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Noah Bookbinder, the president of CREW, did not view the ruling as a win for Trump.

According to Bookbinder, while the Supreme Court technically allowed Donald Trump back on the ballot, this should not be seen as a win for Trump. The Supreme Court had the opportunity to clear Trump’s name, but they chose not to do so. Every court or decision-making body that has thoroughly examined the issue has concluded that the events of January 6th constituted an insurrection and that Trump incited it. This remains true even today. By removing an enforcement mechanism and allowing Trump back on the ballot, the Supreme Court has failed to rise to the occasion. However, it is now evident that Trump was the leader of the January 6th insurrection, and it is the responsibility of the American people to ensure that he is held accountable.

Free Speech for the People, a group that advocated for voters in Minnesota attempting to remove Trump from the ballot, expressed their disappointment with the decision, describing it as a “mockery” in an email to Law&Crime.

According to a spokesperson, the Supreme Court has made a ruling that allows the disgraced ex-president Donald Trump to run for office again. This decision comes despite his role in inciting and facilitating a violent insurrection that resulted in the defeat of federal law enforcement, the seizure of the national government’s seat, the near assassination of the vice president and key congressional leaders, and the obstruction of Congress from certifying his electoral defeat. This unprecedented event disrupted the peaceful transfer of power, which goes against the intention behind the provision in the Constitution meant to prevent such situations.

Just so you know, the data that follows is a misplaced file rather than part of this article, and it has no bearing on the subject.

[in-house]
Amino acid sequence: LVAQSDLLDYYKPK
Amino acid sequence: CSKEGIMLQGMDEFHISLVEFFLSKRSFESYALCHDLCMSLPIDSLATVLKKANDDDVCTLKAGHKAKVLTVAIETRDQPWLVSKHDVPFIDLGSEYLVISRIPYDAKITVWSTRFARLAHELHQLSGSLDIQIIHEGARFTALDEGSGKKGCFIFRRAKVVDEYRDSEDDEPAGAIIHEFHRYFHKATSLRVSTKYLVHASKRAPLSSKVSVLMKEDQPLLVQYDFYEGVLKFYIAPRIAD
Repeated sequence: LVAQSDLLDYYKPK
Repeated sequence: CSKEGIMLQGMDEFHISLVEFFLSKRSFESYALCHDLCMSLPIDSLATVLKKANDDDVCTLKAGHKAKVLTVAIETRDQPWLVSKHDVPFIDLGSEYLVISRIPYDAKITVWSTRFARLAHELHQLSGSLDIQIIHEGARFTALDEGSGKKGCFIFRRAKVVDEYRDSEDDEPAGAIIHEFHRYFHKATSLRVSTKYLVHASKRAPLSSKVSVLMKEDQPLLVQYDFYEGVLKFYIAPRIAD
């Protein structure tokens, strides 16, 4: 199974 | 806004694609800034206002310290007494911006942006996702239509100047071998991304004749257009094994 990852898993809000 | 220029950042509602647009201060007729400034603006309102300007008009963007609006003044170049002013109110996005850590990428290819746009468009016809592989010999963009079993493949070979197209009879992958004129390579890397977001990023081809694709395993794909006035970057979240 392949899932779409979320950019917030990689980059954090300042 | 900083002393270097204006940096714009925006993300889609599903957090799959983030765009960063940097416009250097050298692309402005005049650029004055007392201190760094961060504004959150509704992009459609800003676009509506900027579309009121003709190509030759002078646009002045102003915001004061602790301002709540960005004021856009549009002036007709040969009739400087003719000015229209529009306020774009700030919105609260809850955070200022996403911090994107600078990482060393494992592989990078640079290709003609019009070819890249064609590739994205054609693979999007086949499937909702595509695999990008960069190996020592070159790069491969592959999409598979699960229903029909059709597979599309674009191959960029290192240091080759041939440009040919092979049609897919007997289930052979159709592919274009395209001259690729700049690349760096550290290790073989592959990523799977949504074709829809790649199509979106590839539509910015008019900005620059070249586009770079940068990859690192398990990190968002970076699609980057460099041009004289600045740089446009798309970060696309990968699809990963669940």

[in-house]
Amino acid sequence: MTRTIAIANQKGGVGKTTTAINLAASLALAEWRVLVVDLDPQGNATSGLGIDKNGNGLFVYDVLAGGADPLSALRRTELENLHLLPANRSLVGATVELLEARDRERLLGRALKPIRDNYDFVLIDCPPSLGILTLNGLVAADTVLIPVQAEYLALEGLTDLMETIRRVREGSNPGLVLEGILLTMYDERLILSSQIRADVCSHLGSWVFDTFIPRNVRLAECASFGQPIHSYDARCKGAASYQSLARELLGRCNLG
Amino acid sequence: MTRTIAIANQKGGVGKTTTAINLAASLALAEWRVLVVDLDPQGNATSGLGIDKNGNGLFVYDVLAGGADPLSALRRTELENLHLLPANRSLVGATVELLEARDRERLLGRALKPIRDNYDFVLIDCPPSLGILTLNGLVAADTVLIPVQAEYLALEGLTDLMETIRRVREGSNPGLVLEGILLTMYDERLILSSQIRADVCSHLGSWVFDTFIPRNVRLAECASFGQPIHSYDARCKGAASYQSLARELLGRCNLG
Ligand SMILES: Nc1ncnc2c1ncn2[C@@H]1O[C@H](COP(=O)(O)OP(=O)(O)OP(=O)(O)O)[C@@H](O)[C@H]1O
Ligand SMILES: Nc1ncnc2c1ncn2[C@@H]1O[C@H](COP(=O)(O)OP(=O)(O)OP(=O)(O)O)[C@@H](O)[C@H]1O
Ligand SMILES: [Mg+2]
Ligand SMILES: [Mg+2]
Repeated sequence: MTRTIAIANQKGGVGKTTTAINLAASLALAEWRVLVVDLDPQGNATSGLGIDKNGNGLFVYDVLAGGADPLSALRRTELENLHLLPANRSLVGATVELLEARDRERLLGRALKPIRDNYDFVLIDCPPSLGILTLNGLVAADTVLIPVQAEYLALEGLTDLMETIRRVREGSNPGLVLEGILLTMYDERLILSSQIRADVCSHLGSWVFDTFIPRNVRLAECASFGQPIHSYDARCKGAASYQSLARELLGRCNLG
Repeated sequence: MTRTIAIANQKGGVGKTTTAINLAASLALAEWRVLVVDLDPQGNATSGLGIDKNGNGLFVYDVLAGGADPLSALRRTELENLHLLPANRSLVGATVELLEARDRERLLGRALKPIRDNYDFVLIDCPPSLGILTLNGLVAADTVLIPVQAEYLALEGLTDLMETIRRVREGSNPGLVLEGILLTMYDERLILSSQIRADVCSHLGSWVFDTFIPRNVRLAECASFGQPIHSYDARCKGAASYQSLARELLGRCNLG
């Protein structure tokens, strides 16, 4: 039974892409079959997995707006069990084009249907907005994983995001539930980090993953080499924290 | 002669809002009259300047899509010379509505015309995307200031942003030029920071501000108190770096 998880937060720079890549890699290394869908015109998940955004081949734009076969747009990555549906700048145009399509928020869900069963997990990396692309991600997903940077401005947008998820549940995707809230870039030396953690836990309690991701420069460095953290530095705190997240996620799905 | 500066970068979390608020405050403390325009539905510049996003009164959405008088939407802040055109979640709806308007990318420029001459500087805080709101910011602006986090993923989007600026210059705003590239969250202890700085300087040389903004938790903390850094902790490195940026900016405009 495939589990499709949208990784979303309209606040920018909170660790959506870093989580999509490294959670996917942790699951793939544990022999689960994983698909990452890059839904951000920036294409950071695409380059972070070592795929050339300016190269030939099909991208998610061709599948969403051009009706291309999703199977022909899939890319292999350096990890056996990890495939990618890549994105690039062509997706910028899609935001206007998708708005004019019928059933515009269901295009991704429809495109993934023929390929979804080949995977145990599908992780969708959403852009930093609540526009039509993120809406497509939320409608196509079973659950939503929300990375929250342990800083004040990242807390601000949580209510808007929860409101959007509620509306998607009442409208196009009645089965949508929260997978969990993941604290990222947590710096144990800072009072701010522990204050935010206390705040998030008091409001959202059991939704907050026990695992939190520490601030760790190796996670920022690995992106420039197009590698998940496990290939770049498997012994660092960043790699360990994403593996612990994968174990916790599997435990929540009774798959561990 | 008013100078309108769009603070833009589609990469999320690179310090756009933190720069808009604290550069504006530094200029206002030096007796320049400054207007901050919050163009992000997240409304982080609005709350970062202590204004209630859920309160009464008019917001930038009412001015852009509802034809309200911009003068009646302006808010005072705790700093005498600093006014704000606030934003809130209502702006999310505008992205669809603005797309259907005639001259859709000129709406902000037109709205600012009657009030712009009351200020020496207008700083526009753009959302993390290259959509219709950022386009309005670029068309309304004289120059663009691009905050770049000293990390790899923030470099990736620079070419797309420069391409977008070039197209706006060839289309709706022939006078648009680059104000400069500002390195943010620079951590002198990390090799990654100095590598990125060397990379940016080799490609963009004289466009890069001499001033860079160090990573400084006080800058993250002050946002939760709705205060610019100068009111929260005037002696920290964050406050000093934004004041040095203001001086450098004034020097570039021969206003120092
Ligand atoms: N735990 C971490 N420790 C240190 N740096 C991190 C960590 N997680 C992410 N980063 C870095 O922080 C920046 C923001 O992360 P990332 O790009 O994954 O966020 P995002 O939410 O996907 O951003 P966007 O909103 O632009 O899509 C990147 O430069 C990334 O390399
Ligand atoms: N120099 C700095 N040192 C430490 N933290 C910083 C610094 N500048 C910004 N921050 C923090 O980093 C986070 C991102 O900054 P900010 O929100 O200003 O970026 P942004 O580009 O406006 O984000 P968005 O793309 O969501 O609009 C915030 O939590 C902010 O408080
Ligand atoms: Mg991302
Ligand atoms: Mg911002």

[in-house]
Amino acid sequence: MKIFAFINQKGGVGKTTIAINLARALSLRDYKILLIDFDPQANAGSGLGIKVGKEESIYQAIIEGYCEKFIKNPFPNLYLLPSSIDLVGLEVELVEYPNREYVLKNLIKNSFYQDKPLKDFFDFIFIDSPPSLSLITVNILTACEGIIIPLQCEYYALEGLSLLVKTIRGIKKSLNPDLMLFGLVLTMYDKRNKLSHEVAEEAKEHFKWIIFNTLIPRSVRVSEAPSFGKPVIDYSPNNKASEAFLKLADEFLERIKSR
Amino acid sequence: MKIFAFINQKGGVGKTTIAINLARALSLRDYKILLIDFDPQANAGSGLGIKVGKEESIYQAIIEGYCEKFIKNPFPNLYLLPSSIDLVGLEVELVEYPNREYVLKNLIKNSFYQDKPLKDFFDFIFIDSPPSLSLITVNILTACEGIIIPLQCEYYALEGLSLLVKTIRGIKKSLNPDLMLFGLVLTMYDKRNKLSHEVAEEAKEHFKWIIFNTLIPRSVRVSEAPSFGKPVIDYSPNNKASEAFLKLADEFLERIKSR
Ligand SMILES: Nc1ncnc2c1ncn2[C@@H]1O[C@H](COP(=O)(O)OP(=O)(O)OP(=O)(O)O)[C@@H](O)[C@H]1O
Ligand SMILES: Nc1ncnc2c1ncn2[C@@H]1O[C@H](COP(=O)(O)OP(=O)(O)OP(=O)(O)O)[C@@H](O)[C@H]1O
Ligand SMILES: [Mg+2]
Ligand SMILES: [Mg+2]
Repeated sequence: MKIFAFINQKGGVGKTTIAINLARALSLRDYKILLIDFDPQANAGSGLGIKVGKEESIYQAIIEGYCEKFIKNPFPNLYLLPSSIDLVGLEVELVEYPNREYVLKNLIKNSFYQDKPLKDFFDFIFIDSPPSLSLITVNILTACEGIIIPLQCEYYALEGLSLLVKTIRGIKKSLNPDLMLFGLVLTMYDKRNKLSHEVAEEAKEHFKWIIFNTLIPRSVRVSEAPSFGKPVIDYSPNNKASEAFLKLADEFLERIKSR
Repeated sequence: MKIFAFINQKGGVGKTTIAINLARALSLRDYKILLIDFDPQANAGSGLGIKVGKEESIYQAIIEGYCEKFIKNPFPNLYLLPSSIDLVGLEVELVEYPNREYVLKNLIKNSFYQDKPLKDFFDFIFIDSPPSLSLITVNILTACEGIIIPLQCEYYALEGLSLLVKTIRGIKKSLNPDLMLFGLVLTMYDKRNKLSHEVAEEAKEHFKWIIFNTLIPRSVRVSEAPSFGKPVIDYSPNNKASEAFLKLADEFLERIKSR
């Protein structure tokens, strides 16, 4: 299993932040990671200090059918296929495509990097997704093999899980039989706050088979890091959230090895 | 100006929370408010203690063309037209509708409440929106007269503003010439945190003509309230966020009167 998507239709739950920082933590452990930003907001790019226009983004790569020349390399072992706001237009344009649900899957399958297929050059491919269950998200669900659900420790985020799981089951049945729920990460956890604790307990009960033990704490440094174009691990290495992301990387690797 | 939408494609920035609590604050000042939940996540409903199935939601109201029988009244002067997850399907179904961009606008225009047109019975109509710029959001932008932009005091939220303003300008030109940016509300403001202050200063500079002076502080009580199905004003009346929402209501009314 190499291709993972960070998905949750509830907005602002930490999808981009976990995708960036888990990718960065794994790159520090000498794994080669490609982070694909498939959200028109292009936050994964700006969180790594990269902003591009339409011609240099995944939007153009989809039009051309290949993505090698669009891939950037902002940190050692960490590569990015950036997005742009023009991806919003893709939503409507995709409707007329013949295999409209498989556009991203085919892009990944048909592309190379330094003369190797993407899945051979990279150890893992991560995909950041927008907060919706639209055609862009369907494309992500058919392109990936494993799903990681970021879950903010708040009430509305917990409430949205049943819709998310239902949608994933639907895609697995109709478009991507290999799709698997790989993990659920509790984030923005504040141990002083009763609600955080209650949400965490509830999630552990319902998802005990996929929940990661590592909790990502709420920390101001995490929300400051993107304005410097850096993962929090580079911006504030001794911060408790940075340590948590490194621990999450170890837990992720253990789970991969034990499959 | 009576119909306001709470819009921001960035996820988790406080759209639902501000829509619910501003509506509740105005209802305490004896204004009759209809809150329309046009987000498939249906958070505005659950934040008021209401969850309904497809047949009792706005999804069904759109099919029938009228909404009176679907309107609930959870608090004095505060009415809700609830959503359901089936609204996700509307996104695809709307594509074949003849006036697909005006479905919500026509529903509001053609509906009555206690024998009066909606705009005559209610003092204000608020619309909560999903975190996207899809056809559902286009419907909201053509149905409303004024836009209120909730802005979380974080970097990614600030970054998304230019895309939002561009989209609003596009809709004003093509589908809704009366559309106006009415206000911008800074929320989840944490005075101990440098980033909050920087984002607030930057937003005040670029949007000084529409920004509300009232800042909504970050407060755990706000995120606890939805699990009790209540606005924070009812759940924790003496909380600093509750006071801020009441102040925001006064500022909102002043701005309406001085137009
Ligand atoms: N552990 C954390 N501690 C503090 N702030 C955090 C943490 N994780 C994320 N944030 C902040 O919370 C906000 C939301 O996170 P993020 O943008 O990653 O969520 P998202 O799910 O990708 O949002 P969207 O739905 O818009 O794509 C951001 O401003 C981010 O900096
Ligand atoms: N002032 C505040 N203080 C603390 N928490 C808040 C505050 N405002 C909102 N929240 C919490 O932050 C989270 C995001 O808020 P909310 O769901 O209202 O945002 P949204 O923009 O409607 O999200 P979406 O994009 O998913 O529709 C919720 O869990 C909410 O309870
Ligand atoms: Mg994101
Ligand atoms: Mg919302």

The group’s legal director, Ron Fein, expressed his disappointment, deeming it “disgraceful.”

According to Fein, the Supreme Court did not acquit Trump due to the overwhelming evidence of his guilt. Instead, the Justices undermined the Constitution’s inherent protection against insurrectionists and disregarded the significance of the facts.

The court’s decision to release its opinion was remarkably swift, highlighting the rarity of the question and the pressures of timing during the election season. It is noteworthy that the Colorado court issued its ruling in December, and less than a month later, Trump appealed to the high court in the first days of January. The high court, in turn, waited less than a week to agree to hear the appeal and promptly scheduled arguments for Feb. 8. In a surprising move, Monday’s ruling came less than a month later, which is a significantly faster pace for a court that typically moves at a glacial pace.

In a departure from the norm, Monday’s ruling was not read out from the bench by a single justice. Instead, it was exclusively posted on the court’s website.